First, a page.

The title of this post is the result of a Twitter conversation that I had recently with librarians working in high schools and colleges. The conversation was about how teens/students do and don’t have access to technology and started with a Twitter post that linked to an article about the University of Virginia’s plans to phase out public computer labs.
I’ve been thinking about access to technology for a long time and I’ve realized more and more that there is a digital divide that isn’t frequently discussed.
What is this “other” digital divide that I’m talking about? It’s not the divide we see between rural and suburban. It’s the divide between people who do and don’t have laptops to bring to school in order to connect to the Internet, who do and don’t have needed software on home computers, or have or don’t have family rules that make it hard to do what they need (and want) to do online. As Jamison Hedin, Librarian at the Ludlow (MA) High School Library, put it in her Twitter post on the topic, “Access 2 software (esp. PowerPoint) and kids with draconian internet restrictions @ home are two key issues in my school” (By the way, another Twitter message from Jamison gave me the title for this blog post.)
The thing is, schools and public libraries are the place that teens can and should have access to the technologies that they don’t have at home. (Either because they don’t have computers, Internet, or software at home, or because they don’t get to access sites that they need to at home.) All too often I’ve heard librarians and school/public library administrators say, “We can’t have or use that technology here because not everyone has access to it at home.”
Wait a minute, think about that, if not everyone has access at home, doesn’t that actually mean that the library is the place where access should be available? If we level the playing field by not providing access, there’s no leveling going on at all. There will still be a divide between those that can access Facebook (for example) at home and those that can’t access it anywhere.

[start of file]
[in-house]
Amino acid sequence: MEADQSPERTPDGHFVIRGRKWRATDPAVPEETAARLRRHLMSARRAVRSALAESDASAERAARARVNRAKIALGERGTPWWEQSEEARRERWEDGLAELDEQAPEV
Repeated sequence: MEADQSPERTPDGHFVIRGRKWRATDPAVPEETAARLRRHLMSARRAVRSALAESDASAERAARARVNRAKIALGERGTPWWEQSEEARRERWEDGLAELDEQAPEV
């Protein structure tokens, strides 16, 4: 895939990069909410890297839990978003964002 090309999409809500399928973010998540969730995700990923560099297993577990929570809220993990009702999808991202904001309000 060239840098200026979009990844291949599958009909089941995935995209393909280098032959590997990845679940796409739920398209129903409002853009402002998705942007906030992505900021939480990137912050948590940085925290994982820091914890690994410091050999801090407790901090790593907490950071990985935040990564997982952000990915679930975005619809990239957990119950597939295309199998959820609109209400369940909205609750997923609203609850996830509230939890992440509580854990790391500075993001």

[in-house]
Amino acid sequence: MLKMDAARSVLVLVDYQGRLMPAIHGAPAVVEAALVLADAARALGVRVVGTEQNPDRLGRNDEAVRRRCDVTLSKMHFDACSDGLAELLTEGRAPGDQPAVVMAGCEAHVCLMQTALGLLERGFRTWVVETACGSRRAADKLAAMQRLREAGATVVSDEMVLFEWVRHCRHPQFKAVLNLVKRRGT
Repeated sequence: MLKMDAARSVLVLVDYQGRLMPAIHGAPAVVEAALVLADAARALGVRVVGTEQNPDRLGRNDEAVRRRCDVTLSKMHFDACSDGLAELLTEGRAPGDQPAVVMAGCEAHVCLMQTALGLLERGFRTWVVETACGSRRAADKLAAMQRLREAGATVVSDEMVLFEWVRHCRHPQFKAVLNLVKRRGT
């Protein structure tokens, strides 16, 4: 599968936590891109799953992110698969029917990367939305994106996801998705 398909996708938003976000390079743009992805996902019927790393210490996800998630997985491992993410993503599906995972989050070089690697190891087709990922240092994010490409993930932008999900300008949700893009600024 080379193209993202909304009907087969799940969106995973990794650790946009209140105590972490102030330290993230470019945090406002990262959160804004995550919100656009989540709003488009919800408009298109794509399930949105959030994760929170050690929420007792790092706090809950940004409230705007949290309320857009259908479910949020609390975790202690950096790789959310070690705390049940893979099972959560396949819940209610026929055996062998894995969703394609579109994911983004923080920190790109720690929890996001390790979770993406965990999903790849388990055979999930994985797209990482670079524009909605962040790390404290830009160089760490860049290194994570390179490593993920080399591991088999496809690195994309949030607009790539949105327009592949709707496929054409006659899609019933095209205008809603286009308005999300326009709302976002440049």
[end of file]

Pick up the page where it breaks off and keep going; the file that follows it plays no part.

Access that helps to thwart the other digital divide relates to many technologies and shouldn’t simply be considered for physical computers and specific sites and software. For example, what about the teens who have MP3 players (iPods or something else) and those that don’t? Do the teens who can use and listen to music, books, and educational audio on an iPod have an advantage over those that don’t? If so, shouldn’t libraries find ways to give all teens that advantage?
Technology access for teens is a large issue that librarians serving the age group need to think about and discuss openly with their community. If librarians aren’t providing access to the hardware, software, and tools that teens need in order to gain information, learn about themselves, and grow-up successfully we are missing out on an important part of service to the age group.
As you think about this topic take a look at the post on the Learning Commons blog at the University of Massachusetts, Amherst that asked students what they wanted/needed for technology in the Commons. It should give you some good ideas and information on the kinds of access that youth need and are looking for.